Brain MRI scans were reviewed and documented by a board-certified neuroradiologist for abnormalities. The radiological report was searched for the terms SS or hemosiderin deposition. All MRI scans were also systemically reviewed by a trained image analyst, and areas of hemosiderin deposition including SS were identified. Findings from the radiology report and analyst review were confirmed by a vascular neurologist. Participants with SS were identified with the following inclusion criteria: (1) initial head MRI from October 2011 through June 2016 showing linear pattern of hypointensity on gradient echo imaging consistent with SS. Participants with an alternative explanation for MRI findings, such as aneurysmal subarachnoid hemorrhage, intracranial surgery, or significant head trauma, were not counted as SS. Additional data abstracted included age at the time of MRI, cognitive status, medications, PiB-PET imaging, Apolipoprotein E (APOE) genotype, number and location of coexisting cerebral microbleeds (CMBs), and extent of cSS. Cognitive status was categorized as normal, mild cognitive impairment, or dementia based on consensus diagnosis from clinician, neuropsychologist, and study coordinator. The details of the cognitive evaluation have previously been published.8 PiB-PET findings were classified as PiB positive if the standardized uptake value ratio was >1.42.10 CMBs were defined according to consensus criteria11 as homogenous hypointense lesions in the gray matter or white matter distinct from iron or calcium deposits and vessel flow voids on T2* gradient echo. Location of CMBs was classified as lobar, deep, or combination. Similar to prior publications,6 the extent of cSS was defined as focal if restricted to 3 or fewer sulci or disseminated if affecting >3 sulci. Cases of SS were further categorized as either infratentorial SS or cSS based on distribution of hemosiderin deposition. Cases involving only the posterior fossa (cerebellum and brain stem) were considered infratentorial SS, whereas those with hemosiderin deposition restricted to supratentorial locations (superficial layers of cerebral cortex) were defined as cSS.2 In participants with a diagnosis of SS, serial MRI scans were reviewed when available to evaluate for progression of SS, CMBs, or hemorrhage. However, only the initial MRI scan obtained during the study period was used when calculating prevalence. The electronic medical record was reviewed to evaluate for interval events such as symptomatic hemorrhage or stroke.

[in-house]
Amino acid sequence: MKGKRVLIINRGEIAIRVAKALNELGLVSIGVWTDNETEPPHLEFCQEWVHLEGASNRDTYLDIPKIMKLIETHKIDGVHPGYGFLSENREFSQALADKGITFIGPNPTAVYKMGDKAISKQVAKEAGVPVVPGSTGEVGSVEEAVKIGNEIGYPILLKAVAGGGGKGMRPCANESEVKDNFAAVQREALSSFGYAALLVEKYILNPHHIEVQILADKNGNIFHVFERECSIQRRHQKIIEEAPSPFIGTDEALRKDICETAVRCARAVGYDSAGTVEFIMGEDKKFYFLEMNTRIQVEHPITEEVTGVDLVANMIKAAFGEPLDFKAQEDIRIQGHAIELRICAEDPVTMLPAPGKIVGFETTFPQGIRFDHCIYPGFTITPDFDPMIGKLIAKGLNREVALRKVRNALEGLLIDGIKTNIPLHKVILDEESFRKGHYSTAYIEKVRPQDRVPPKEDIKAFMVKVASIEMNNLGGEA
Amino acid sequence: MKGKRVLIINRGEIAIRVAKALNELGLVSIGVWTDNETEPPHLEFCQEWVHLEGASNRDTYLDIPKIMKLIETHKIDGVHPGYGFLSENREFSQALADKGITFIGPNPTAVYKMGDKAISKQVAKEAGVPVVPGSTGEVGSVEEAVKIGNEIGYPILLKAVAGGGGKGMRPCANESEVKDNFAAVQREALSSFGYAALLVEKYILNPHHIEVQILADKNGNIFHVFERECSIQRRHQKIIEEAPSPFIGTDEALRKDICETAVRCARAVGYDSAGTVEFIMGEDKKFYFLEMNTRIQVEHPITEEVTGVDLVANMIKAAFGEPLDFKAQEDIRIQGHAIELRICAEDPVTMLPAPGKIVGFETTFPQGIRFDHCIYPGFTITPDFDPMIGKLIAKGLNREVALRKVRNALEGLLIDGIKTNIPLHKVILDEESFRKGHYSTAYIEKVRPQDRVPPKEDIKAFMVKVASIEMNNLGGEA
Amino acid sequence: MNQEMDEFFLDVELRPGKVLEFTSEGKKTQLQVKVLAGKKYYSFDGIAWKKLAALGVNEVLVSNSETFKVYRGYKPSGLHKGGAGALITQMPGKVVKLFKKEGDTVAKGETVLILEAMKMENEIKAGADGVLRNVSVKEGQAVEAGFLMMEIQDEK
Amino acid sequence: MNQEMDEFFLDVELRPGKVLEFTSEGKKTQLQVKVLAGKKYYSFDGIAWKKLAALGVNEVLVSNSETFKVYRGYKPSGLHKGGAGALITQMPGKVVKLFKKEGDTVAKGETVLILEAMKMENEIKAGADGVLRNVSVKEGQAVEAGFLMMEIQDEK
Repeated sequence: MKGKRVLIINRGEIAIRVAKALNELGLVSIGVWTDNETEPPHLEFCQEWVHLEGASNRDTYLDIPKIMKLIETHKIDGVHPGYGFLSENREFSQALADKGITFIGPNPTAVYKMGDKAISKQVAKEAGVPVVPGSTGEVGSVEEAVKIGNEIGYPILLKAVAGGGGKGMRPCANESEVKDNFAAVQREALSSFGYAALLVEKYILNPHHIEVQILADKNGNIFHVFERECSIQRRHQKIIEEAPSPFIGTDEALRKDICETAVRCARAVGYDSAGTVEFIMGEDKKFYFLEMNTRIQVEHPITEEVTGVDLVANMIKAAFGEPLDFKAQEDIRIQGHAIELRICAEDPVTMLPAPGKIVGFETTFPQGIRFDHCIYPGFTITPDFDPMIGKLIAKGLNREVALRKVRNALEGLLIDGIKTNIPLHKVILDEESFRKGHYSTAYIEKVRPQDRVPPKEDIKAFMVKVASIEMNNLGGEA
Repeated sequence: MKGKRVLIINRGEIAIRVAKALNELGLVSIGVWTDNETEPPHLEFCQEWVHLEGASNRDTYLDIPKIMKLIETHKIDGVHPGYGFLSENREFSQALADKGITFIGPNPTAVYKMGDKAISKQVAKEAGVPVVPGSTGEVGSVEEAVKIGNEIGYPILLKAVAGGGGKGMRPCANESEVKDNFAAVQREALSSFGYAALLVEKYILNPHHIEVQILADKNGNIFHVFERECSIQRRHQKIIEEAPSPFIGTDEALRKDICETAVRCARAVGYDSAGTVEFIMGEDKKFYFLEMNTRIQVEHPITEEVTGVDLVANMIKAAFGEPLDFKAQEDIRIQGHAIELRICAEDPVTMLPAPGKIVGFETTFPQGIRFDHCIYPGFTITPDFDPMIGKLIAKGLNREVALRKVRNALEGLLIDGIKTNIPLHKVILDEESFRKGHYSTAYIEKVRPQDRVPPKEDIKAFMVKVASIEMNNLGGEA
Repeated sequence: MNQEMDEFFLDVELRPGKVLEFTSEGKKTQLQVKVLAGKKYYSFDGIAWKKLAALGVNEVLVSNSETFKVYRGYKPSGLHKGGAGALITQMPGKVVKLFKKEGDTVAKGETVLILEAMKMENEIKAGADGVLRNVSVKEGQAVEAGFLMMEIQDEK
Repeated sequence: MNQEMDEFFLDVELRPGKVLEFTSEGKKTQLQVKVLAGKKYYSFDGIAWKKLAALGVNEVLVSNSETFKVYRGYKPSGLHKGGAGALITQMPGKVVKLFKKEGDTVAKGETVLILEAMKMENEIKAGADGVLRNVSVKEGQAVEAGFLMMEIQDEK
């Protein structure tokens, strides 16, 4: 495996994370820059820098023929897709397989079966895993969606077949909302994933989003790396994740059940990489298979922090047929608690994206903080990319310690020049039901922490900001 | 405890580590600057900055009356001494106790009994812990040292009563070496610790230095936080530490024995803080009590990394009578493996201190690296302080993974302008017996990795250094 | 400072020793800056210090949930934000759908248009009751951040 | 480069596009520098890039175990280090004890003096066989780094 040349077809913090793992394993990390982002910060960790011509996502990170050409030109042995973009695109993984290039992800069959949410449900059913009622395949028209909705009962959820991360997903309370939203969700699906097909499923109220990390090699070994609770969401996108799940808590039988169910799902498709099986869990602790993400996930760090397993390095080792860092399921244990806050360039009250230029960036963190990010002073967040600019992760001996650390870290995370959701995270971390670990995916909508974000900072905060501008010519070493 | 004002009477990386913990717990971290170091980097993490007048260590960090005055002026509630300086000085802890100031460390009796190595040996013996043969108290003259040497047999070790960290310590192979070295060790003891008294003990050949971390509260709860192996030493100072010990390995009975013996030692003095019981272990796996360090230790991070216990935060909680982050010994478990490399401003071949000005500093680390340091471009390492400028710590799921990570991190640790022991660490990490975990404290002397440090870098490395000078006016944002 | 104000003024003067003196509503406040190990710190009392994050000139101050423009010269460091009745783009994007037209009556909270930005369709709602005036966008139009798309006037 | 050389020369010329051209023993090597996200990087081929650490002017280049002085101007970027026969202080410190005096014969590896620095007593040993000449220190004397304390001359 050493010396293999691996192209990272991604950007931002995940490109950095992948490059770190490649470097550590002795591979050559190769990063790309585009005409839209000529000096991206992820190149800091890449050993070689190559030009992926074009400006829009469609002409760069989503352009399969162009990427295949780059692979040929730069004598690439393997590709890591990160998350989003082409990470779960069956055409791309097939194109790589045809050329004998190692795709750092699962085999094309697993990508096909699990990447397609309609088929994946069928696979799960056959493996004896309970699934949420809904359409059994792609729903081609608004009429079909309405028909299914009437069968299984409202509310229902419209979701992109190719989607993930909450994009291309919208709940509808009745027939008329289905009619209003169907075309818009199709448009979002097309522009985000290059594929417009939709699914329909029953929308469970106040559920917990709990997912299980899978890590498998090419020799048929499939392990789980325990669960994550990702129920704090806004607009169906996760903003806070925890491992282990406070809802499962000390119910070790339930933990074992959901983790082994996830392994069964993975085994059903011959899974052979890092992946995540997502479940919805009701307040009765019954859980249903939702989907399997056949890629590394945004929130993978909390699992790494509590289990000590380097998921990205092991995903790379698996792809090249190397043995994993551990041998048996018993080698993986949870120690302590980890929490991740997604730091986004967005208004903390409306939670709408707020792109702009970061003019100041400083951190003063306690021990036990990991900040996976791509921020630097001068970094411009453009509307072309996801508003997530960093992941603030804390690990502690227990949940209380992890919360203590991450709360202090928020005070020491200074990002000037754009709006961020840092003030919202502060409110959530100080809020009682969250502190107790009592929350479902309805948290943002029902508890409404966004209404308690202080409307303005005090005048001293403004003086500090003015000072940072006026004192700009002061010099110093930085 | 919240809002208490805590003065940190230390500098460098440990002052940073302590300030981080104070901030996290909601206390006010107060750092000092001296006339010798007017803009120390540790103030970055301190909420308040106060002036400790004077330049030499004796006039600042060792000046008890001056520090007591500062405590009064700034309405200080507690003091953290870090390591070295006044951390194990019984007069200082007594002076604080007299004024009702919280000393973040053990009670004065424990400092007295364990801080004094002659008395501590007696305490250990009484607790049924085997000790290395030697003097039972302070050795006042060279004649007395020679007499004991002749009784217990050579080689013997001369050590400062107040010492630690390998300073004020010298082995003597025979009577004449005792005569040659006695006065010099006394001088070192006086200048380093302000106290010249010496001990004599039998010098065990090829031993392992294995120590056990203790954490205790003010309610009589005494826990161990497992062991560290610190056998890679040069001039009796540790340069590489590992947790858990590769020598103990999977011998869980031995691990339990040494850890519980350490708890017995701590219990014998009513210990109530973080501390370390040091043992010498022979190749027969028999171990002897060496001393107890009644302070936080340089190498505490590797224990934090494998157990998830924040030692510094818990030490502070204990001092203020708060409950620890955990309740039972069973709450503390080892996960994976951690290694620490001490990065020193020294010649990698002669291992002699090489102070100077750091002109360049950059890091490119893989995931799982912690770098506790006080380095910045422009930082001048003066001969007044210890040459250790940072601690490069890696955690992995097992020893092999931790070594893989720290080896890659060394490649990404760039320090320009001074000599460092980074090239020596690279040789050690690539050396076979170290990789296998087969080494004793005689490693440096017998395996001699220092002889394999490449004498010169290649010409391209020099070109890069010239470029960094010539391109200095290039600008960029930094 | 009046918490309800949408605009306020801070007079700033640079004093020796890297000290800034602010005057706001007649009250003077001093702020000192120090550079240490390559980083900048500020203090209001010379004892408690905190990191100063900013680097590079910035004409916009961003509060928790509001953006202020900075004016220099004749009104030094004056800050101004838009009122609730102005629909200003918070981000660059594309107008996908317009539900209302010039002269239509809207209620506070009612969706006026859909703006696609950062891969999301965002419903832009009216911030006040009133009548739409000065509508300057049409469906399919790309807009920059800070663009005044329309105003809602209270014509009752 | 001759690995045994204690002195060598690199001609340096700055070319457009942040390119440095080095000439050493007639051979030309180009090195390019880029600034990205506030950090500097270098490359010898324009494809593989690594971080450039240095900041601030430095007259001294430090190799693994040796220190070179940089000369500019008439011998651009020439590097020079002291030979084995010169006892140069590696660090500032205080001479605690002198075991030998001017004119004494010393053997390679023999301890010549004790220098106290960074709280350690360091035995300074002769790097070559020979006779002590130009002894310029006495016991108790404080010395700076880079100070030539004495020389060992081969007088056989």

Descriptive statistics including the median and interquartile range for continuous variables and the frequency and percent for categorical variables were used to summarize participant characteristics by the presence of SS. When comparing those with SS to those without SS, Kruskal–Wallis tests were performed for continuous measures, whereas χ2 tests (or Fisher exact test where appropriate) were performed for categorical measures.